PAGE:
A typical reaction to this idea is that this won’t work. A team working on a what or how element can’t do that until they understand the why. Right? Maybe not.

People have pre-existing context

It’s more-often-than-not that a group comes together and already has some sense of shared context. At the very least, the invitation to the workshop will contain some elements of what and why the workshop is being convened. This means the group can work on different elements in parallel.

If that pre-existing context is light, or you’re worried there isn’t enough, add some sessions before the group starts building to create the shared context (chatrooms is useful for this purpose). You can use the time you’re saving not having Sequential conversations to do this.

Something like this:


The three elements interact

The three elements sit at various distances from ‘the real world’. When we’re talking about why we’re often dealing with abstract ideas and concepts. We might be speaking an emotional language. In contrast, when we’re discussing what and how we’re ‘closer’ to reality. Now we’re working in the realm of tangible things.

The why, the what, and the how do different jobs. Speaking about why may motivate people to act, but knowing what to do and how to do it is just as important. Both the what and the how give shape and, crucially, clarity to the why. Without them the why is meaningless.

If we move sequentially from why to what to how we make decisions in a vacuum that prematurely exclude vital, potentially critical, insights from the other elements.

For example, it’s not uncommon to have a group using Sequential Conversations to believe they’ve committed to what they’ll do and then have that work undone once they begin exploring how they’ll do it. They might go 'back' and fix it – but only if there is time left in the workshop. What often happens is that ‘loopback’ means they run out of time. They finish the workshop - but don't finish the work.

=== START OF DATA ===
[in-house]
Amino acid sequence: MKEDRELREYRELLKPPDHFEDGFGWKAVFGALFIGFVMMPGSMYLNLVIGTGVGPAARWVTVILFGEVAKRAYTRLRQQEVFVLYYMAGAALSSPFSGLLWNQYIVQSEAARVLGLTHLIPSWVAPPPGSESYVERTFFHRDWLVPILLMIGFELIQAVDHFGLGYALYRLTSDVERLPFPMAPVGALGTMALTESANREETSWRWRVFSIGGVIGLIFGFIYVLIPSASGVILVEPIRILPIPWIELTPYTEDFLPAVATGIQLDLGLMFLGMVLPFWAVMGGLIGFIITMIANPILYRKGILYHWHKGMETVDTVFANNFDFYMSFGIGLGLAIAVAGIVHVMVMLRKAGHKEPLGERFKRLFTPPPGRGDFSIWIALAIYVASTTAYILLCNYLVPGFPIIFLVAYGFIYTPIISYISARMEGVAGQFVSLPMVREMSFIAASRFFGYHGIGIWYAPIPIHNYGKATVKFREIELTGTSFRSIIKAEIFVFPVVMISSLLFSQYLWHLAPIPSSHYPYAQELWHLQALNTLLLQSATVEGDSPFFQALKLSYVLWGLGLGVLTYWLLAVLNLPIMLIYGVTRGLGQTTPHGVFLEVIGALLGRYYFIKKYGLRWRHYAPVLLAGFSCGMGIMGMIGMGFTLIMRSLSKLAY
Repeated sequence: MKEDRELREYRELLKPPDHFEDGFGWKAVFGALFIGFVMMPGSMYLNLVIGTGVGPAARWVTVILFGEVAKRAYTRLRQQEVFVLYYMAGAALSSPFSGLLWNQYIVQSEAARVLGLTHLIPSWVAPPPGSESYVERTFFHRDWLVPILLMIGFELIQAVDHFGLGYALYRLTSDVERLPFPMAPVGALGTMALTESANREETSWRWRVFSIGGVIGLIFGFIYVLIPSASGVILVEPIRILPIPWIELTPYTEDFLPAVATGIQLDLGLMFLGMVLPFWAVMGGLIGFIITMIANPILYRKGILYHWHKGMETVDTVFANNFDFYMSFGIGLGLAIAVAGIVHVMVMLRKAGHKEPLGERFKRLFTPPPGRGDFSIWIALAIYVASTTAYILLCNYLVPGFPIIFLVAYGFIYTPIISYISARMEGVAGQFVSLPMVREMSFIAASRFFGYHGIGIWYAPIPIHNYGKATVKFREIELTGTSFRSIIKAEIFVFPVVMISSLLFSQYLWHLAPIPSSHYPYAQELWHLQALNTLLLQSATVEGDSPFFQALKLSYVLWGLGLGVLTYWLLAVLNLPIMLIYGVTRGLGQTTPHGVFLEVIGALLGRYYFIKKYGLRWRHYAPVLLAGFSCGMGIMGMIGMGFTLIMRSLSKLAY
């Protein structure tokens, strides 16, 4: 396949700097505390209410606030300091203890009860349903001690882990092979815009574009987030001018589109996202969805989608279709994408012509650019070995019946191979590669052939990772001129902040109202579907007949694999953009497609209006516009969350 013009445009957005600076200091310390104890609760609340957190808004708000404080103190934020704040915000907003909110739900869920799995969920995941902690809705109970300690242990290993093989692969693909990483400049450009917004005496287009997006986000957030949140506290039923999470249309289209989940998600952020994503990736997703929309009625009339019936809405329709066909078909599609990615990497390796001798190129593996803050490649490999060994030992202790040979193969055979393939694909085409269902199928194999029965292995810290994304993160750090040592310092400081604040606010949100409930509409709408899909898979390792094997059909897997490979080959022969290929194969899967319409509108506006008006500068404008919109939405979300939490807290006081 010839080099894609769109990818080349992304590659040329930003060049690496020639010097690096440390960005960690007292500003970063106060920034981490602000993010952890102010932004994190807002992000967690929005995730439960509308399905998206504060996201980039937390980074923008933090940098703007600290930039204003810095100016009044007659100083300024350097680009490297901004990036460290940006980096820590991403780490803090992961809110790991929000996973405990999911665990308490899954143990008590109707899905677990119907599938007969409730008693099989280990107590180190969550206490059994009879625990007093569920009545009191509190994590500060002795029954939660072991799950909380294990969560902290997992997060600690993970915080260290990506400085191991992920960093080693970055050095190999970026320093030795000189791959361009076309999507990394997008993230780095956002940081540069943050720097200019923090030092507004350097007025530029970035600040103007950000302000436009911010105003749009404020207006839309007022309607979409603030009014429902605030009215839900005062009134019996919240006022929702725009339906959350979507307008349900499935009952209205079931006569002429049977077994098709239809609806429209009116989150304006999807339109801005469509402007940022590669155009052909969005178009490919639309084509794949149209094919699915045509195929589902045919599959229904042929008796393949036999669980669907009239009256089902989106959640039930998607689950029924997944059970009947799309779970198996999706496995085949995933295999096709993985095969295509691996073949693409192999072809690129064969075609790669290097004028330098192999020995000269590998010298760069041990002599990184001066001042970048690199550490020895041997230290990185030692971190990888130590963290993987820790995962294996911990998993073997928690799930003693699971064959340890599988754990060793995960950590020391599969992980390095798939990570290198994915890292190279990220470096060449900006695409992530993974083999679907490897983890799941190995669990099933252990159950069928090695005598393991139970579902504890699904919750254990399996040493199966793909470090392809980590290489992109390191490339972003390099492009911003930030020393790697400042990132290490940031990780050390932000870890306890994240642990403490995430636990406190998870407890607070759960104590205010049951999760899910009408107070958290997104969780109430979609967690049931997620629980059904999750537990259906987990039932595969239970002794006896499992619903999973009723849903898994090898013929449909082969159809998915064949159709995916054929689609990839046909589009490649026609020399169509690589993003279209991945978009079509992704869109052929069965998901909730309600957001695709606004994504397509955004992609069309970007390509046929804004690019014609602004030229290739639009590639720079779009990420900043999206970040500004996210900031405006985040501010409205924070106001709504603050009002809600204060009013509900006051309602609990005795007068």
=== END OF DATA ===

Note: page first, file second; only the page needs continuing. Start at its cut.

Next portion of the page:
Parallel work solves this problem. The three elements evolve together. At the end of a round of parallel work we have positions on the why, the what and the how of our change.

The pieces the teams have built won’t neatly fit together – but there will be important ideas and insights spread across the elements. Some of those ideas will be in conflict with each other and choices need to be made.

The sharing at the end of the round of work is not the place to resolve those issues. It’s the place to surface them via feedback from the rest of the group. What next, then?

Working hand-in-hand with parallel work is iteration. The thing the group does next is another round of work. That, however, is a topic for another time.

Closing thoughts

Dividing a topic it into its what, why, and how is only one way to get a group to work in parallel. There are potentially limitless ways to divide a topic/problem.

For example, if you were working on a new product, you might focus on the what and work across the Customer Lifecycle. You might also have a round of work focussing entirely on all the sub-elements of how a group will bring a change into being.

The illustrator and educator Glen Vilppu has this maxim about learning to draw:

There are no rules, only tools.

The same applies here. Parallel work is a tool you can use to design better workshops and help your participants produce better outcomes.

Designing Workshops: Iteration

Tips for remote facilitation